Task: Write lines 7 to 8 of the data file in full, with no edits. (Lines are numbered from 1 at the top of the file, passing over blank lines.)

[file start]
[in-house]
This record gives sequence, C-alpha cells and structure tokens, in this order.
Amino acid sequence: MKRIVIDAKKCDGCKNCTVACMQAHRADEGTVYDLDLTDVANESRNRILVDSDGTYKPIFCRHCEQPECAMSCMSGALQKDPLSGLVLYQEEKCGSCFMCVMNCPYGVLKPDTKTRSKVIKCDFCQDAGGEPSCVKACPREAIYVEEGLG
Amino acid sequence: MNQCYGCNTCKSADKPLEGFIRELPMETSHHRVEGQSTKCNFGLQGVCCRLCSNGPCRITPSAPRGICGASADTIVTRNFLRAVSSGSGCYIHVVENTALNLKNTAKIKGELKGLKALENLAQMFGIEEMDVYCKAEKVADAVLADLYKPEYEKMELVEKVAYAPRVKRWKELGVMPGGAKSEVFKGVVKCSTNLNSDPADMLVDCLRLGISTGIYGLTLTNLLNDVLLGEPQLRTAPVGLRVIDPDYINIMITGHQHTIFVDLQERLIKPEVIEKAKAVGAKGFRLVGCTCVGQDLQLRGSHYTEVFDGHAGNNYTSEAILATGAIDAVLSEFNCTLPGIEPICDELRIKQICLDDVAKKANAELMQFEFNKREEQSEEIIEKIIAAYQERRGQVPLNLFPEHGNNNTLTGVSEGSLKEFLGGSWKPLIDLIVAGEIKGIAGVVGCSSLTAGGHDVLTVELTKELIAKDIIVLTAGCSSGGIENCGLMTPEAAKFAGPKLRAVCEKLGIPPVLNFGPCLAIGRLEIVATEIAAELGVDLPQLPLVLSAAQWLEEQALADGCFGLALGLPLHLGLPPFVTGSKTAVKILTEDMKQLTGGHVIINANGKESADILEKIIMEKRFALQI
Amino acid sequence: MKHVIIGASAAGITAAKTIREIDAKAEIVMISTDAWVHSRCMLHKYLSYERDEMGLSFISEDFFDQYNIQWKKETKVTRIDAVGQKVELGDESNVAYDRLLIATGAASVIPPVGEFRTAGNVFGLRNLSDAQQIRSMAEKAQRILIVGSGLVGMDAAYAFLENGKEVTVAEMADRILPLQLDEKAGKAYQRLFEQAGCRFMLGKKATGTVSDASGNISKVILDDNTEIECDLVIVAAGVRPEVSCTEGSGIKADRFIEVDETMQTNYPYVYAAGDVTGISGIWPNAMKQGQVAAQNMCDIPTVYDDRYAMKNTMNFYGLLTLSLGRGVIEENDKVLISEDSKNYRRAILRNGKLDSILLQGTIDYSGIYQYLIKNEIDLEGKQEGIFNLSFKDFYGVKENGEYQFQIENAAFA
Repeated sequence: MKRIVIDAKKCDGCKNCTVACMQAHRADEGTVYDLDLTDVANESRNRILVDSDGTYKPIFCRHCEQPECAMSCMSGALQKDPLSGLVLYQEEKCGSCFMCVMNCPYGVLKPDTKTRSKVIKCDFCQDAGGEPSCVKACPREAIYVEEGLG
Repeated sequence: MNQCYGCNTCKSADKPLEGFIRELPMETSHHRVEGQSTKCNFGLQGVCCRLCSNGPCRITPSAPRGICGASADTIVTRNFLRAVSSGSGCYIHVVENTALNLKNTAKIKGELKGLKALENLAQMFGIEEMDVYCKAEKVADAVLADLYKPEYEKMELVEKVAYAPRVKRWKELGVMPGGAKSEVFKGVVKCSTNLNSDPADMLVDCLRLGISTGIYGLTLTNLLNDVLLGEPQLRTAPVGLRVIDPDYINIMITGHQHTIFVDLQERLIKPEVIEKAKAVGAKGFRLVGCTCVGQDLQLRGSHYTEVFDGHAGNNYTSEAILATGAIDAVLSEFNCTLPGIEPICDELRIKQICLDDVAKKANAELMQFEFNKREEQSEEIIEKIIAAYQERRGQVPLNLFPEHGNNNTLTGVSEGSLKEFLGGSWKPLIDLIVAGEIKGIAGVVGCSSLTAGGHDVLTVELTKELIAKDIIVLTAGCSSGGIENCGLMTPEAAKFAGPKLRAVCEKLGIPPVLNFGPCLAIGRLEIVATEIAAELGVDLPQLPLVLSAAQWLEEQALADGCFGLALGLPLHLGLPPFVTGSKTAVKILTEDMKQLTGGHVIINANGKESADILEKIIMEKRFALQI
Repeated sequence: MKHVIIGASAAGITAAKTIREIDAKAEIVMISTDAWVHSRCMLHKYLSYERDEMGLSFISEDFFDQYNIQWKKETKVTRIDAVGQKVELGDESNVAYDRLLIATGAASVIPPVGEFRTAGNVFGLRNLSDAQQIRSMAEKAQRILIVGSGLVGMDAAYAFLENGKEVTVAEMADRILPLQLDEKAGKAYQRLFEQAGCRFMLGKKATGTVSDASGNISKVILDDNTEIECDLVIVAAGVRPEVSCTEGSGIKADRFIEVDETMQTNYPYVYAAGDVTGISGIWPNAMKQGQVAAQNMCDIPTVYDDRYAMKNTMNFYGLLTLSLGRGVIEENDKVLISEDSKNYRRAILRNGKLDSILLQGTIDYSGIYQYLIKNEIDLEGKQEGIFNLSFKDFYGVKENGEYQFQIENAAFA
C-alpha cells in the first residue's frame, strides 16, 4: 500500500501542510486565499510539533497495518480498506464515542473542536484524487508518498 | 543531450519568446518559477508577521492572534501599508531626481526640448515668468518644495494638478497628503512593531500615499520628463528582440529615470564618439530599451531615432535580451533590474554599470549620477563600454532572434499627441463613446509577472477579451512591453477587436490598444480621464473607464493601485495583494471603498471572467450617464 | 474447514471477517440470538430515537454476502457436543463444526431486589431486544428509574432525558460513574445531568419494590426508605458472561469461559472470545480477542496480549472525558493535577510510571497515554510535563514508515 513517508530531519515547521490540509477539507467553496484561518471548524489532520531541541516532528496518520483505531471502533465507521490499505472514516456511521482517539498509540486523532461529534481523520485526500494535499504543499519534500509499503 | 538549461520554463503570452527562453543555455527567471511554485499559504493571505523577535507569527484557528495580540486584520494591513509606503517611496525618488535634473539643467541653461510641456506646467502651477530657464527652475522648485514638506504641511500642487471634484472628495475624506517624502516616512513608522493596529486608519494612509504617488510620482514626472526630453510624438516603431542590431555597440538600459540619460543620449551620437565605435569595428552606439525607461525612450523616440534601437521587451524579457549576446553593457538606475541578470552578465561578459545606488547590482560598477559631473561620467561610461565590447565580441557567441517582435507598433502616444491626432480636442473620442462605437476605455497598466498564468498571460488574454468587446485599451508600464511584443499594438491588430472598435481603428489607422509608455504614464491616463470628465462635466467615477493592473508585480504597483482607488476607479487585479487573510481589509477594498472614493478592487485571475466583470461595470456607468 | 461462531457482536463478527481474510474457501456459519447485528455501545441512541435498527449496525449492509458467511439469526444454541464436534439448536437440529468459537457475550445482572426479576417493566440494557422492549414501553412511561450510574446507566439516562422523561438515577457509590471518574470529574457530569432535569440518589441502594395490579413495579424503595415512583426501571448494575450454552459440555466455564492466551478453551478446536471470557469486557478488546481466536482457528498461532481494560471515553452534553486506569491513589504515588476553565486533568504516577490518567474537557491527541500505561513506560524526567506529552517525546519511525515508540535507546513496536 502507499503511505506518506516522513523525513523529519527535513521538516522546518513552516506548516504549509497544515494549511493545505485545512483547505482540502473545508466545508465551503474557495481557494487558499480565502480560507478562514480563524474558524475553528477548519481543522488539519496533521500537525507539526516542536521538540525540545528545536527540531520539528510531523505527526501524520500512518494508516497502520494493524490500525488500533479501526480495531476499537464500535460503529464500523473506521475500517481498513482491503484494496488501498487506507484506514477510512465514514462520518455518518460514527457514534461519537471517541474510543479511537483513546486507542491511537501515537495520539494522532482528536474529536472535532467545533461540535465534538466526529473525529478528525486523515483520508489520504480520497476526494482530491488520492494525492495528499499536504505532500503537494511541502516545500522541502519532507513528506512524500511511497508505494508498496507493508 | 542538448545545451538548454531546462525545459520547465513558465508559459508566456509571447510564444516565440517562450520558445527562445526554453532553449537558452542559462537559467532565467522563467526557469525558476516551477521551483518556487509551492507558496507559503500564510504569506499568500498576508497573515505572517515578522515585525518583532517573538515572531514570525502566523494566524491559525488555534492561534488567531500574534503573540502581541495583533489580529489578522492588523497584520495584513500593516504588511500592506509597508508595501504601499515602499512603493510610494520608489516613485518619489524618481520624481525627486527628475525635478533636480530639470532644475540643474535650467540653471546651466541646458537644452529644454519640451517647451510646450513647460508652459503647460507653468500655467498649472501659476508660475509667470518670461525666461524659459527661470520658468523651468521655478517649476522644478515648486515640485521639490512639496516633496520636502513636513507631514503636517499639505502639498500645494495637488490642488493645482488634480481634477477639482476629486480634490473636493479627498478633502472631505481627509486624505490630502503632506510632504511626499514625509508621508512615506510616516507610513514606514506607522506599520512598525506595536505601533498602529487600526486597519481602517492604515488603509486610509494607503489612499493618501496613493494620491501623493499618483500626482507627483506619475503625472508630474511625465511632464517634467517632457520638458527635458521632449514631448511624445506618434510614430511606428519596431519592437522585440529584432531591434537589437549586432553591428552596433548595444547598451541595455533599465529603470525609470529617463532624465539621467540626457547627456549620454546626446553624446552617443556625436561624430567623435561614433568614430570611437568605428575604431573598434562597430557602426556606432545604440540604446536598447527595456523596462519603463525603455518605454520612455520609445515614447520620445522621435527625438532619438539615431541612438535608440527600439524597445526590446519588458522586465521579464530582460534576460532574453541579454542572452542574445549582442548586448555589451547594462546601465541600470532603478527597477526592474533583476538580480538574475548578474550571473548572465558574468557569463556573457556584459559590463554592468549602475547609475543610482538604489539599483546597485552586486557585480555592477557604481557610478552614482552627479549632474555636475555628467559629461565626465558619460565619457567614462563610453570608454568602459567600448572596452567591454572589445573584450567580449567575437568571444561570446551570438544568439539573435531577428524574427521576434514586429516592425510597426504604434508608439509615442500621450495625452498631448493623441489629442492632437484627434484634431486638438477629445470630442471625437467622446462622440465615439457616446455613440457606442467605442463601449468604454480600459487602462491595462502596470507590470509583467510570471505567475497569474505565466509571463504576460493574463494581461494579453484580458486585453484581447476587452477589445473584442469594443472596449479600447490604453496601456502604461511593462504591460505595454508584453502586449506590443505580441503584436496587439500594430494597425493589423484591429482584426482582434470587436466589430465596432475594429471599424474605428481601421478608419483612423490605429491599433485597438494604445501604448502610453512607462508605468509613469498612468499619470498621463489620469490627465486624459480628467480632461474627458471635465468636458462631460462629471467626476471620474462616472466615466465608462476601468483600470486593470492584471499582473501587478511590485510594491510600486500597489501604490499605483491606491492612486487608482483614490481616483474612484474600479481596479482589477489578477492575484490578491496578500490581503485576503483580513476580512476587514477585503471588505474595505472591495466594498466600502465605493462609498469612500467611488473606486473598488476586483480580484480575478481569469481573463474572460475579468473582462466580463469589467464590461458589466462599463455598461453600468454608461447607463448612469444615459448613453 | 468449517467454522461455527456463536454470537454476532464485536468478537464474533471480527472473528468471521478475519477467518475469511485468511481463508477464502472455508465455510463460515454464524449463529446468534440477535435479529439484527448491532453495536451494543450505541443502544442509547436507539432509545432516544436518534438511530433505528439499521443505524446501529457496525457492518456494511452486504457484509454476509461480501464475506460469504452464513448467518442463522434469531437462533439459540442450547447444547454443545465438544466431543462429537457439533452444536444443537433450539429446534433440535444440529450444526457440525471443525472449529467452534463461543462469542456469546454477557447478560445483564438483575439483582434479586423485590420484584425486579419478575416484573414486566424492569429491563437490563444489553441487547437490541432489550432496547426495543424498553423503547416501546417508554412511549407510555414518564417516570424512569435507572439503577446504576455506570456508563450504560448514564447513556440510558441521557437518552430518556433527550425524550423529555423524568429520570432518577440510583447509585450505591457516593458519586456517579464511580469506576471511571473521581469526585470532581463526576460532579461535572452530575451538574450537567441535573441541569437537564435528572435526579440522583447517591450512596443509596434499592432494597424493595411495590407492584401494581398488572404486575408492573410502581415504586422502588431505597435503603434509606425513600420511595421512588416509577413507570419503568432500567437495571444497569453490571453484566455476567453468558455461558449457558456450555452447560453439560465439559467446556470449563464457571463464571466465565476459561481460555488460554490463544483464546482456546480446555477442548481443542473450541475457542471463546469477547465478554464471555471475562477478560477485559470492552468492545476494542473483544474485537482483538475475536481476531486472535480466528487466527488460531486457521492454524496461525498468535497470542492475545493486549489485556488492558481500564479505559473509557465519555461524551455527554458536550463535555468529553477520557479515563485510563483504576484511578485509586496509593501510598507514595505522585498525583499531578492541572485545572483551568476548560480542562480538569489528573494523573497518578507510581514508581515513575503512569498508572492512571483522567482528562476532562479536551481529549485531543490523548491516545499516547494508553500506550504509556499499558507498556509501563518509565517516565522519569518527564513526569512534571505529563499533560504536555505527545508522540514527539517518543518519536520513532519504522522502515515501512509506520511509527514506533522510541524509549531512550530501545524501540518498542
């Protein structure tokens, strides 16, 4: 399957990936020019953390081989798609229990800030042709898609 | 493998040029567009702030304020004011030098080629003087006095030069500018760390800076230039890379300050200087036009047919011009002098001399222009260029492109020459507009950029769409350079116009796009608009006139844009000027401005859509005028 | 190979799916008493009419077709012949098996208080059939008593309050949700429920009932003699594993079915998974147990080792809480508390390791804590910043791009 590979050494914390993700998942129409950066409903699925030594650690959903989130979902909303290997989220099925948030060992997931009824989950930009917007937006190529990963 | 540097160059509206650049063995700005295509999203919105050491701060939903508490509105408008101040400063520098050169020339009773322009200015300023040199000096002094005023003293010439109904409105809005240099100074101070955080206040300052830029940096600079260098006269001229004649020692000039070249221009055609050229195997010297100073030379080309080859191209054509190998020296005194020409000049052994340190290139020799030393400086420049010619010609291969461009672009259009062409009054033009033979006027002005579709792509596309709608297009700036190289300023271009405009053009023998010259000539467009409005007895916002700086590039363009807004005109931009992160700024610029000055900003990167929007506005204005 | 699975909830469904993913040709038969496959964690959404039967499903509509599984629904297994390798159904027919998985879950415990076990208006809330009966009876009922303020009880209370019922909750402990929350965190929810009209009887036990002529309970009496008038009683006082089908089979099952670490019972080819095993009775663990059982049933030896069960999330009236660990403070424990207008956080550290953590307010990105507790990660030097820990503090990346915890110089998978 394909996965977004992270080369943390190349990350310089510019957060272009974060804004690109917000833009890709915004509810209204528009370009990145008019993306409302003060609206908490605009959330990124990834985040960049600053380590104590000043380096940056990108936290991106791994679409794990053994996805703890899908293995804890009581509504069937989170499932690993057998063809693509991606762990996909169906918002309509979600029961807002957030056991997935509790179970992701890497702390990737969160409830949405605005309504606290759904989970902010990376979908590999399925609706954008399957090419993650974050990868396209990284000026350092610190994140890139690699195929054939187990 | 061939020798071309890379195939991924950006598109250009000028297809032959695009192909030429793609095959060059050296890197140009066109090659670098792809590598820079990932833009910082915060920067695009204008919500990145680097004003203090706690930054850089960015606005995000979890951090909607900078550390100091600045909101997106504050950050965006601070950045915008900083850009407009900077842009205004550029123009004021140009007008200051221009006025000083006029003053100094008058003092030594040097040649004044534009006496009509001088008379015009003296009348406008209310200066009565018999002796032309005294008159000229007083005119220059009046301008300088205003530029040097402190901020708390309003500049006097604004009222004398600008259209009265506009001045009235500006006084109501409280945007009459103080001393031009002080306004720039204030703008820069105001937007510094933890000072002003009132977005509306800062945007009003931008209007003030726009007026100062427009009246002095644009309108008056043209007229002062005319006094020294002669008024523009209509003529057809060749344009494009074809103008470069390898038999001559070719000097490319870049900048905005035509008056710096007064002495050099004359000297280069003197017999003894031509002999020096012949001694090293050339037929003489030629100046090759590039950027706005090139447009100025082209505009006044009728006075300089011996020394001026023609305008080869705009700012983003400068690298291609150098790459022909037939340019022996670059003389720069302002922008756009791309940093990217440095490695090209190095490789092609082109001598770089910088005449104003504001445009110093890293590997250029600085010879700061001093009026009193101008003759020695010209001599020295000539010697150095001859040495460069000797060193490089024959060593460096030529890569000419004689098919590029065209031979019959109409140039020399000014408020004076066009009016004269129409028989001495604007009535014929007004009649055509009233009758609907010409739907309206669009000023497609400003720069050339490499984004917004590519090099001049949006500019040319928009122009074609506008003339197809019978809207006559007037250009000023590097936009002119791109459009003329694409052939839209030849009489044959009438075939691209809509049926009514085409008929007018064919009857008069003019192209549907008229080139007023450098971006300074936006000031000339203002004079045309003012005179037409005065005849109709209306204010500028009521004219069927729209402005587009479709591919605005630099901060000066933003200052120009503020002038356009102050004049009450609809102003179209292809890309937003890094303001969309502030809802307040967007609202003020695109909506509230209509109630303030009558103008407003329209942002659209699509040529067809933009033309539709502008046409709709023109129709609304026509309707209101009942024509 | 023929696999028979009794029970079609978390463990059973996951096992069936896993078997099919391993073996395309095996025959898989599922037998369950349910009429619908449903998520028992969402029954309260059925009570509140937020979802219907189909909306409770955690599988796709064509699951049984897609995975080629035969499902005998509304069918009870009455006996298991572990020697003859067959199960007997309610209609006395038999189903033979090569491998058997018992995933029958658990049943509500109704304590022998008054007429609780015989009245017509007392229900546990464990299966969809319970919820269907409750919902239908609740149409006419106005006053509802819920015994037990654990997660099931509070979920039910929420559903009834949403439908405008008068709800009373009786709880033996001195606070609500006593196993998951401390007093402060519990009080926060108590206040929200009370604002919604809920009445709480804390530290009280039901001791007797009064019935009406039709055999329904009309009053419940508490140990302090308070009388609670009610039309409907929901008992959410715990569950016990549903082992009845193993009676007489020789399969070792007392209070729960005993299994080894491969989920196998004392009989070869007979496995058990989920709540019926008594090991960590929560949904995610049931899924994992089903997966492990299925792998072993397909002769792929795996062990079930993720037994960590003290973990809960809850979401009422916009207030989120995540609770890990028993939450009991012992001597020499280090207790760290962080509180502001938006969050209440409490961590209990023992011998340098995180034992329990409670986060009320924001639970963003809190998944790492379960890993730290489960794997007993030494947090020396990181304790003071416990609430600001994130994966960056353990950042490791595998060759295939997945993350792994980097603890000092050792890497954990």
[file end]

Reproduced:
Repeated sequence: MNQCYGCNTCKSADKPLEGFIRELPMETSHHRVEGQSTKCNFGLQGVCCRLCSNGPCRITPSAPRGICGASADTIVTRNFLRAVSSGSGCYIHVVENTALNLKNTAKIKGELKGLKALENLAQMFGIEEMDVYCKAEKVADAVLADLYKPEYEKMELVEKVAYAPRVKRWKELGVMPGGAKSEVFKGVVKCSTNLNSDPADMLVDCLRLGISTGIYGLTLTNLLNDVLLGEPQLRTAPVGLRVIDPDYINIMITGHQHTIFVDLQERLIKPEVIEKAKAVGAKGFRLVGCTCVGQDLQLRGSHYTEVFDGHAGNNYTSEAILATGAIDAVLSEFNCTLPGIEPICDELRIKQICLDDVAKKANAELMQFEFNKREEQSEEIIEKIIAAYQERRGQVPLNLFPEHGNNNTLTGVSEGSLKEFLGGSWKPLIDLIVAGEIKGIAGVVGCSSLTAGGHDVLTVELTKELIAKDIIVLTAGCSSGGIENCGLMTPEAAKFAGPKLRAVCEKLGIPPVLNFGPCLAIGRLEIVATEIAAELGVDLPQLPLVLSAAQWLEEQALADGCFGLALGLPLHLGLPPFVTGSKTAVKILTEDMKQLTGGHVIINANGKESADILEKIIMEKRFALQI
Repeated sequence: MKHVIIGASAAGITAAKTIREIDAKAEIVMISTDAWVHSRCMLHKYLSYERDEMGLSFISEDFFDQYNIQWKKETKVTRIDAVGQKVELGDESNVAYDRLLIATGAASVIPPVGEFRTAGNVFGLRNLSDAQQIRSMAEKAQRILIVGSGLVGMDAAYAFLENGKEVTVAEMADRILPLQLDEKAGKAYQRLFEQAGCRFMLGKKATGTVSDASGNISKVILDDNTEIECDLVIVAAGVRPEVSCTEGSGIKADRFIEVDETMQTNYPYVYAAGDVTGISGIWPNAMKQGQVAAQNMCDIPTVYDDRYAMKNTMNFYGLLTLSLGRGVIEENDKVLISEDSKNYRRAILRNGKLDSILLQGTIDYSGIYQYLIKNEIDLEGKQEGIFNLSFKDFYGVKENGEYQFQIENAAFA